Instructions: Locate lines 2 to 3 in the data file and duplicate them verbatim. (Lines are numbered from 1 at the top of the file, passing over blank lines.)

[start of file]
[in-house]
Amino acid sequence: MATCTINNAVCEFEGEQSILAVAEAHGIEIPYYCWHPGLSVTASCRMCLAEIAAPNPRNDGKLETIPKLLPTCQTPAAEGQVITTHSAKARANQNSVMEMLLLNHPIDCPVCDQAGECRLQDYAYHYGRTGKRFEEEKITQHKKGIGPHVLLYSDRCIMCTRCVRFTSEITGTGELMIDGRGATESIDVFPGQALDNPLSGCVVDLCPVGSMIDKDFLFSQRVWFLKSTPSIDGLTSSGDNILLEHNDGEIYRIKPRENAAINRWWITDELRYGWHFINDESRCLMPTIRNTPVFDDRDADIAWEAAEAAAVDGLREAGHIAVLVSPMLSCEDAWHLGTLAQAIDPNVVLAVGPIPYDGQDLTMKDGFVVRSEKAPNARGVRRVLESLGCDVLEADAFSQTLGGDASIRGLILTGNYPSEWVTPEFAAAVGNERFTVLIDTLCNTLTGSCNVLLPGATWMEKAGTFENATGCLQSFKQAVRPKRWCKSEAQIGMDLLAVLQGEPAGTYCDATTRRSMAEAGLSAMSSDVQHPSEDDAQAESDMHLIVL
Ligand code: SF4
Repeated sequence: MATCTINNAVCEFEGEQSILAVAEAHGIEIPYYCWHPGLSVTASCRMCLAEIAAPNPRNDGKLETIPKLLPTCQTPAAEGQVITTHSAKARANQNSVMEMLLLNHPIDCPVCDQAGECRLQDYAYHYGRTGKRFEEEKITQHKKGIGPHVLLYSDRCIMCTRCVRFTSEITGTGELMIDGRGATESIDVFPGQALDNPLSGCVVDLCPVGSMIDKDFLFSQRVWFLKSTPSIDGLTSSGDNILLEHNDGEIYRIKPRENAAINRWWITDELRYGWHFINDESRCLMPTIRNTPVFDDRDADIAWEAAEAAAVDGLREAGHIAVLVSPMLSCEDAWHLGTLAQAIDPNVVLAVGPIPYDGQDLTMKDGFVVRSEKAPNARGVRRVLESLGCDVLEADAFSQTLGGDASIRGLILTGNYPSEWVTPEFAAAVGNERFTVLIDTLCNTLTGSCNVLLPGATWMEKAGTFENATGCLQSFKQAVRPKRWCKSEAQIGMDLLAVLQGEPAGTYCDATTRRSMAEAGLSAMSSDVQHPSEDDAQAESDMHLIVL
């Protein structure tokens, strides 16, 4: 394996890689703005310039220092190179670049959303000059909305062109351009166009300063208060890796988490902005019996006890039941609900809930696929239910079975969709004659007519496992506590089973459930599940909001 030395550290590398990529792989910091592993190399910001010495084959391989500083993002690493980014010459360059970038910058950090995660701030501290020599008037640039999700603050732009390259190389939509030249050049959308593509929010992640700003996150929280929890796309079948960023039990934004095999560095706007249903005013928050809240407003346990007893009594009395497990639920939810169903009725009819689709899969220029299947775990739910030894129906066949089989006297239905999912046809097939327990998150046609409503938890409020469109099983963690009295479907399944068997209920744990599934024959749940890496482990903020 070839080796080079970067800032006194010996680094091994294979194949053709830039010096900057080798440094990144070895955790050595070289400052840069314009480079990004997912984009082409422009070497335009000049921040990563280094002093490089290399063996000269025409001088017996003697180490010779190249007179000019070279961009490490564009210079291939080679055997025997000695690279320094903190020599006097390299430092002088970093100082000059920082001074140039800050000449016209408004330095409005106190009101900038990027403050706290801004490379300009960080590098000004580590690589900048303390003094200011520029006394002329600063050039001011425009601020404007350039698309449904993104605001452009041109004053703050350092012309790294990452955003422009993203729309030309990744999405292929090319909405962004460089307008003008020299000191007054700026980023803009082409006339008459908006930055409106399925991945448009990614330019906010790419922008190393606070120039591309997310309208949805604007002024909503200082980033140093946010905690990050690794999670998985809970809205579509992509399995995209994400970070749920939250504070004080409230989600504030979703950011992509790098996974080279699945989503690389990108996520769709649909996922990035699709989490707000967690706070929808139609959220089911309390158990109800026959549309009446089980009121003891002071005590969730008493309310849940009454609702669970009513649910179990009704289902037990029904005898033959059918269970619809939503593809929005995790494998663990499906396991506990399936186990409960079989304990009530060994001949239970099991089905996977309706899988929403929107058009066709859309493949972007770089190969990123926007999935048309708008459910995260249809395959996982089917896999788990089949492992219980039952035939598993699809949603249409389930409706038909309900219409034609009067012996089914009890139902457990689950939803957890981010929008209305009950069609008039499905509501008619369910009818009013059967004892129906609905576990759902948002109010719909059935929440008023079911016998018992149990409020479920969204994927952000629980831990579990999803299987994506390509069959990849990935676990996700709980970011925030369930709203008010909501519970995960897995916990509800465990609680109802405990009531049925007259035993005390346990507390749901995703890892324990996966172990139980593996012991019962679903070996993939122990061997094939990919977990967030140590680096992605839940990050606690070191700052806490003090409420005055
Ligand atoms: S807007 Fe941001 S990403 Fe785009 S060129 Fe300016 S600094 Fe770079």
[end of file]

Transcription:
Amino acid sequence: MATCTINNAVCEFEGEQSILAVAEAHGIEIPYYCWHPGLSVTASCRMCLAEIAAPNPRNDGKLETIPKLLPTCQTPAAEGQVITTHSAKARANQNSVMEMLLLNHPIDCPVCDQAGECRLQDYAYHYGRTGKRFEEEKITQHKKGIGPHVLLYSDRCIMCTRCVRFTSEITGTGELMIDGRGATESIDVFPGQALDNPLSGCVVDLCPVGSMIDKDFLFSQRVWFLKSTPSIDGLTSSGDNILLEHNDGEIYRIKPRENAAINRWWITDELRYGWHFINDESRCLMPTIRNTPVFDDRDADIAWEAAEAAAVDGLREAGHIAVLVSPMLSCEDAWHLGTLAQAIDPNVVLAVGPIPYDGQDLTMKDGFVVRSEKAPNARGVRRVLESLGCDVLEADAFSQTLGGDASIRGLILTGNYPSEWVTPEFAAAVGNERFTVLIDTLCNTLTGSCNVLLPGATWMEKAGTFENATGCLQSFKQAVRPKRWCKSEAQIGMDLLAVLQGEPAGTYCDATTRRSMAEAGLSAMSSDVQHPSEDDAQAESDMHLIVL
Ligand code: SF4